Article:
As researchers of narrative, we are often asked by writers how our work can inform their practice. In other words, people want to know if empirical research can tell them how to write a better story. For the most part, I’ve not known how to reply to this question and offer up the verbal equivalent of a shrug. After all, I think the last time I wrote a piece of fiction was probably a decade ago, unless you account my more theoretical papers. Susanne Kinnebrock (Aachen) and Helena Bilandzic (Erfurt), however, have tackled this question directly. In a paper presented at an International Communication Association conference, the two discuss explicitly how psychological theories and research might be incorporated into the writing of compelling stories. Specifically, they combine insight from Melanie Green’s (UNC-Chapel Hill) Transportation Imagery model of narrative persuasion with traditional theorizing on narrativity, in order to isolate those factors they believe increase the likelihood that a story will be engaging. These factors operate at all different levels of a story, from the raw plot points to the way these situations are portrayed in a film or novel. To highlight a few of their proposals, these authors argue that engaging stories should portray events that have lasting consequences, are unique and involve conflict, while representing characters who develop and evolve over time in a way that is likely to evoke emotions in the reader through the artistry of the presentation. As always, we would be happy to send a copy of this paper to those who are interested (e-mail available in my profile).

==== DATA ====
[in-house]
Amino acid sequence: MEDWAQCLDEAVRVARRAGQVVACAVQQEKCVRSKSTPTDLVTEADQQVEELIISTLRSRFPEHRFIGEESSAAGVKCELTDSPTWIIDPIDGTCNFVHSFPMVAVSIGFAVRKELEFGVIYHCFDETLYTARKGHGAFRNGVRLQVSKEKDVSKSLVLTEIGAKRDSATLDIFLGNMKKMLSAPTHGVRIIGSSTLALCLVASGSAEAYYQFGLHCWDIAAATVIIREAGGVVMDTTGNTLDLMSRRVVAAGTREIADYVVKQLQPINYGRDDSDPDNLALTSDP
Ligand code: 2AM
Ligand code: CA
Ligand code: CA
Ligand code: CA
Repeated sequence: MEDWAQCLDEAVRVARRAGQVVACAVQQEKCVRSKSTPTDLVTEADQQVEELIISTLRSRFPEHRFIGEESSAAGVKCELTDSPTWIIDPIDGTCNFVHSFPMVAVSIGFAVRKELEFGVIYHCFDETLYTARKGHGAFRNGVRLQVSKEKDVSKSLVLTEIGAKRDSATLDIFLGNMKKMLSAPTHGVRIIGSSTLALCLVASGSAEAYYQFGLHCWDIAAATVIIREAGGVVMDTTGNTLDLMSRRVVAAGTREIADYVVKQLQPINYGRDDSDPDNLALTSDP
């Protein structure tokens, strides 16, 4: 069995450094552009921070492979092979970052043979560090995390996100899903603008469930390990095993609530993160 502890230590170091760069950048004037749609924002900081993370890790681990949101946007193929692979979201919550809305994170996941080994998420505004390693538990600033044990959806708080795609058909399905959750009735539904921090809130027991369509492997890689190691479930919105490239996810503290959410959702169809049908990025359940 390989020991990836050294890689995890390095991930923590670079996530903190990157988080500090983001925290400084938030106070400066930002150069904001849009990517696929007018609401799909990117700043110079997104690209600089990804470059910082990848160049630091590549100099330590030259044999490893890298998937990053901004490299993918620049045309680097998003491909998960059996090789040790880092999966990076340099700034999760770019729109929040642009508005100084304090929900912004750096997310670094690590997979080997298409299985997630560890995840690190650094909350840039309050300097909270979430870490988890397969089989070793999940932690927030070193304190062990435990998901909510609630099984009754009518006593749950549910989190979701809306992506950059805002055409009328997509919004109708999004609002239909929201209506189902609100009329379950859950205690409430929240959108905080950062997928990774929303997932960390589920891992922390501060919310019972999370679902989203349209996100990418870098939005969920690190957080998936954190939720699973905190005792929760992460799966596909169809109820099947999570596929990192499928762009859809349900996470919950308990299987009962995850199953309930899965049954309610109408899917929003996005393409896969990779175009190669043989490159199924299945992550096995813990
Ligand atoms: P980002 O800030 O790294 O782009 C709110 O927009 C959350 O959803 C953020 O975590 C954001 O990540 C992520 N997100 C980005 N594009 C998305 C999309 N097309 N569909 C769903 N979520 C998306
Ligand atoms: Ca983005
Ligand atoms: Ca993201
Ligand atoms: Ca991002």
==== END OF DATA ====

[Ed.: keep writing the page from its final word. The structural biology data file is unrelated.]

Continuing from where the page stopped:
Kinnebrock, S. & Bilandzic, H. (2006). How to make a story work: Introducing the concept of narrativity into narrative persuasion. Presented at the International Communication Association conference in Dresden.
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